§ 102 is the beginning of Pliny’s presentation of Rome’s miraculae, and it enumerates five of the eighteen wonders of Rome highlighted by Pliny: Julius Caesar’s Circus Maximus, the Basilica of Paulus, or Basilica Aemilia, the forum of Augustus, the Temple of Peace, and the roof of Agrippa’s Diribitorium (a room on the Campus Martius dedicated to the counting of votes). In this enumeration, the forum of Augustus and the Temple of Peace are two monuments which are really interesting to study in connection with Pliny’s message in this passage. As Valérie Naas has rightly recalled, both monuments had been built thanks to booty collected during military campaigns, and they had both been consecrated to peace. In addition, they were both constructed to celebrate a political change: the settlement of the Principate for Augustus, and some kind of restoration of the Augustan model and of peace for the Flavians (Naas, Le Projet Encyclopédique, p. 439). It is important to remember that the Natural History had been dedicated in 77 CE, two years after the dedication of the Temple of Peace. By putting the Temple of Peace in the list of Rome’s wonders, Pliny may have had in mind its recent dedication. The Temple of Peace was built to commemorate the victory of Vespasian and Titus in Judea, to celebrate the restoration of stability in the Empire, and to represent the universality of Rome’s power, as it exhibited the most beautiful and precious masterpieces of the world, among which were the treasures of the Temple of Jerusalem, masterpieces which had been obtained by Rome after conquests (on the Temple of Peace and its integration into the Flavian architectural program in Rome, partly influenced by the commemoration of the victory in Judea, see Millar, “Last Year in Jerusalem”; Gallia, “Remaking Rome”; Naas, Le Projet Encyclopédique, p. 438-446). Because of its characteristics, the Temple of Peace could thus represent for Pliny the twin aims of his encyclopaedic project which sought to prove the reality of the “universalist ambition” of the Roman Empire (Naas, Le Projet Encyclopédique, p. 443). In addition, the fact that the Temple of Peace itself was a sort of “temple-museum,” gathering in one place the most beautiful masterpieces taken by the Romans to many peoples all over the world, may directly echo Pliny’s words in our text about the fact that these wonders formed some kind of “other world.” In a way, the various wonders of Rome mentioned by Pliny, which he presents as being at least as numerous as Rome’s victories, could be perceived as representing some kind of macro-model of the masterpieces exposed in the temple of Peace (Naas, Le Projet Encyclopédique, p. 445).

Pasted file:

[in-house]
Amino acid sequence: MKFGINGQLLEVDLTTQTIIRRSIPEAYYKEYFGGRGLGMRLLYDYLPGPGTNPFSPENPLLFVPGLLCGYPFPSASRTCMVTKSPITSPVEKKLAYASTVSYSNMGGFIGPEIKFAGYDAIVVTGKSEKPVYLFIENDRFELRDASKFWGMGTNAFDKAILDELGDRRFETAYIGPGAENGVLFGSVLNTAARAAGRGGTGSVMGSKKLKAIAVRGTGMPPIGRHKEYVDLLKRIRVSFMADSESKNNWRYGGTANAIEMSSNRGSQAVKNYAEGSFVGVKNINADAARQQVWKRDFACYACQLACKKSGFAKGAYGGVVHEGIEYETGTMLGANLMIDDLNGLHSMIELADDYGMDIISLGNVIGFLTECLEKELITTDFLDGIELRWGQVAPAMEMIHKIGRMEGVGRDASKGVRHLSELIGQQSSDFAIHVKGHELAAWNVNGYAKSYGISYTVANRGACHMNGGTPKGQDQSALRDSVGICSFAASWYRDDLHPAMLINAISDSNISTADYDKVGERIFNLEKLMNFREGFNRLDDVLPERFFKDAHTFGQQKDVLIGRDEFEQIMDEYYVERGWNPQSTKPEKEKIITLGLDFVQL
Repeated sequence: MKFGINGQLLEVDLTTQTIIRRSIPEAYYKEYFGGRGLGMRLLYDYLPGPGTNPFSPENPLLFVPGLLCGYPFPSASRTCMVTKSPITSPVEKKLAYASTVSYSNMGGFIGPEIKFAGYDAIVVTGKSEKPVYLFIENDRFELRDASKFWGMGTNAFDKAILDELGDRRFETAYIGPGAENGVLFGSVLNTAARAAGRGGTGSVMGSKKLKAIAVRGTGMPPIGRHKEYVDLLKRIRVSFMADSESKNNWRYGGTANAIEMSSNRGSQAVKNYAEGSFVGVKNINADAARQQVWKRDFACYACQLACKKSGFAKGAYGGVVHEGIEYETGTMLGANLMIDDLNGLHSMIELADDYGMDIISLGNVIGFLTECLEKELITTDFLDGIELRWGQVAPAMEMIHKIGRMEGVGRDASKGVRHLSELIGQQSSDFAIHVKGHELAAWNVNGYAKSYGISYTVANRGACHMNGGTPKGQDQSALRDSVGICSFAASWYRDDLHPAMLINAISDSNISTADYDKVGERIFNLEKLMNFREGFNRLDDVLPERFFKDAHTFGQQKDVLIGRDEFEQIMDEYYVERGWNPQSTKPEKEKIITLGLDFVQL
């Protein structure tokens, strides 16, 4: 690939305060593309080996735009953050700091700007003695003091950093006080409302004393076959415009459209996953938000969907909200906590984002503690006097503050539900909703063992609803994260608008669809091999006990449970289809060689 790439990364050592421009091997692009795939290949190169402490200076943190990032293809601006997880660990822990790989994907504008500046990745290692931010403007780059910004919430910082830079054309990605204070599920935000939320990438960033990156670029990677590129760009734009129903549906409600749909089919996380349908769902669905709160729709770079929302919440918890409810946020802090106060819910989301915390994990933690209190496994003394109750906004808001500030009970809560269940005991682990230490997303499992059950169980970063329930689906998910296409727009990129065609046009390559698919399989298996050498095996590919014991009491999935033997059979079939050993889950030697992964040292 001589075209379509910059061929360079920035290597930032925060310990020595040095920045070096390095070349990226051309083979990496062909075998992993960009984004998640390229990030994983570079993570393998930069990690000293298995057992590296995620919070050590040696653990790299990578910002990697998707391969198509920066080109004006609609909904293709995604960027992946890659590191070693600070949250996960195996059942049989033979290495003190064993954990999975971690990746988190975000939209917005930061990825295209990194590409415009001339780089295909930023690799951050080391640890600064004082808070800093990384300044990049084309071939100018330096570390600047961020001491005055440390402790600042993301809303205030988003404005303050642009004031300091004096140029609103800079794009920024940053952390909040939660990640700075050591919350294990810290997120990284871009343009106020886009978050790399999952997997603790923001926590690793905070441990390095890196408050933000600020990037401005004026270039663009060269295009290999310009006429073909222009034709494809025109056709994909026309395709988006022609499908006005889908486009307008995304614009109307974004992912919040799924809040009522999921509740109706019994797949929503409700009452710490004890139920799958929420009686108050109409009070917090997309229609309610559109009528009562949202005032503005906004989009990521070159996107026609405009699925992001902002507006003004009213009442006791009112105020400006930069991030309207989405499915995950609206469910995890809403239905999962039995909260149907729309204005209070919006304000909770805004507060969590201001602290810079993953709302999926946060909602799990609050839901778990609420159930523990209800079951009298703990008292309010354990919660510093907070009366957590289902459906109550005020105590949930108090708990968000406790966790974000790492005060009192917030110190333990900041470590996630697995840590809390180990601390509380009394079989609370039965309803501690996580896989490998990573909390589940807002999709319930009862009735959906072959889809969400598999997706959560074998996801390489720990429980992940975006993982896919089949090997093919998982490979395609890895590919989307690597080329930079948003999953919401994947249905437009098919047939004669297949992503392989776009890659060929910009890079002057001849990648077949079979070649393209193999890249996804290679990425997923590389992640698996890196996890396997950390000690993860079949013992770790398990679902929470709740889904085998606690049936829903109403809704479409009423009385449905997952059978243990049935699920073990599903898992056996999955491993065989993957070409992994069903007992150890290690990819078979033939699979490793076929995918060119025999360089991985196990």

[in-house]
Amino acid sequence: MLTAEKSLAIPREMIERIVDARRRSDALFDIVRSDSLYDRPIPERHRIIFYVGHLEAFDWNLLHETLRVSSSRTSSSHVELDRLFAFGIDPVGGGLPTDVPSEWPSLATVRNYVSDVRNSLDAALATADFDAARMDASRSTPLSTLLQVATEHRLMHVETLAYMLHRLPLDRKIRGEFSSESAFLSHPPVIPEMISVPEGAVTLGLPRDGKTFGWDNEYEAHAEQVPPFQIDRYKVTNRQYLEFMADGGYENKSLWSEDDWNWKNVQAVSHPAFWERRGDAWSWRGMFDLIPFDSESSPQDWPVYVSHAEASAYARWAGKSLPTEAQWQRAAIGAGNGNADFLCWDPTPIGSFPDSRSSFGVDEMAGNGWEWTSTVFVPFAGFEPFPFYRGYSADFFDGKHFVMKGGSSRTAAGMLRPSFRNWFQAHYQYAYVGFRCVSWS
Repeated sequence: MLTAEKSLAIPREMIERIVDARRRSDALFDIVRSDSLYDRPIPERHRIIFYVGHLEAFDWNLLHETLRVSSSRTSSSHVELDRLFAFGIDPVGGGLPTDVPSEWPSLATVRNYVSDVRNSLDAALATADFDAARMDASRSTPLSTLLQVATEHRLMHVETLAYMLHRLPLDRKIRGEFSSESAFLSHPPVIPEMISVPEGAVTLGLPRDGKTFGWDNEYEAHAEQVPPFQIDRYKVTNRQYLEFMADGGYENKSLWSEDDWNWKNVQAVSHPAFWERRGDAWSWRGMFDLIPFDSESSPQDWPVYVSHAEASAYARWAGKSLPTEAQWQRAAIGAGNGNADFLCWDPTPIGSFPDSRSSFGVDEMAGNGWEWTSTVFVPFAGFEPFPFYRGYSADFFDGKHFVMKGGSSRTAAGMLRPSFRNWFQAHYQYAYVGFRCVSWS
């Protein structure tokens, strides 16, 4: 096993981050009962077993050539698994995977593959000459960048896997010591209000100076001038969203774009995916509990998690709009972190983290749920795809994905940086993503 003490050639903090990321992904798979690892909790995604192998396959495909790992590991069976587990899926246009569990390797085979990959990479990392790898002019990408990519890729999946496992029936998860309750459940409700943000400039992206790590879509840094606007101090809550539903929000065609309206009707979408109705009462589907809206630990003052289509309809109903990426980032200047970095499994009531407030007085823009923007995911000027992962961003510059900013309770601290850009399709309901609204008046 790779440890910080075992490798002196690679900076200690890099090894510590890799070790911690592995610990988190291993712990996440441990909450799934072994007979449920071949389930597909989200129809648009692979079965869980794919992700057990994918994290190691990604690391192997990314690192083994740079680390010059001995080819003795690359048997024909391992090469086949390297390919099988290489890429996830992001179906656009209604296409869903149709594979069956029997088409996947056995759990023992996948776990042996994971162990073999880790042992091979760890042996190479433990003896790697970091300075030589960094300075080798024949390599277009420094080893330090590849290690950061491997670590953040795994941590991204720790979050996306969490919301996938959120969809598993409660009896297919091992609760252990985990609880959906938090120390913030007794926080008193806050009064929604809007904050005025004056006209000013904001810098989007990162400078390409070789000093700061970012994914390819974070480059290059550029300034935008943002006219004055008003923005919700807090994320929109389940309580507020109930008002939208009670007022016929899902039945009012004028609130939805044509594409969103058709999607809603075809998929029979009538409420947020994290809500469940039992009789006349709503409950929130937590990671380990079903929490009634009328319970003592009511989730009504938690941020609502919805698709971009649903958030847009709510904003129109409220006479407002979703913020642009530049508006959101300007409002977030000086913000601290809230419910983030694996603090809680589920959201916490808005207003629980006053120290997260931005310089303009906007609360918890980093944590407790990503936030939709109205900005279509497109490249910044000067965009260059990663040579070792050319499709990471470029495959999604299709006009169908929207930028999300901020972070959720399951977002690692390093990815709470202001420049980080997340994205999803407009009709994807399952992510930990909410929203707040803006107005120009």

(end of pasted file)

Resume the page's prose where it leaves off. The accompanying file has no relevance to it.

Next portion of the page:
The link between conquests, victories, and universal domination is thus reasserted in this text of Pliny through the theme of Rome’s monumental finery. Two levels of understanding are present in this text. First, it proves that even in the architectural field, Rome surpasses all the other Wonders of the World, as it is itself a kind of ‘super Eighth Wonder of the World.’ Rome has not only conquered the world with arms, she has also defeated all the other nations from a cultural point of view. Such an idea is developed in a quite similar way in Pliny’s praise of Italy, when he writes that Italy unified the world thanks to the spread of Latin and by bringing humanitas, civilisation, to all foreign peoples (Pliny the Elder, Natural History III.38-39). Second, by specifying that Rome has at least as many monuments as victories, and that taken all together, these buildings formed some kind of “other world,” Pliny may mean that Rome’s monumental centre offered, in elevation, a new geography of a world submitted to Roman domination. In the rest of his enumeration of Rome’s wonders, Pliny’s tone changes, as he then stresses the fact that some Roman buildings surpassed the vanitas of the pyramids and the labyrinths. The rest of the enumeration is thus a succession of positive (the splendid buildings from the time of Augustus, Claudius, and Vespasian; but also the useful ones such as the sewers and the water supply) and negative models of wonder (the buildings from the time of Caligula and Nero), which show that Pliny wanted to present Rome as the greatest Wonder of the World, but that his moralizing perspective also compelled him to recall that excessive luxury and eccentricity had to be prohibited (Carey, Pliny’s Catalogue of Culture, p. 95-99; Isager, Pliny on Art, p. 197-205).
Keywords in the original language:
Thematic keywords in English: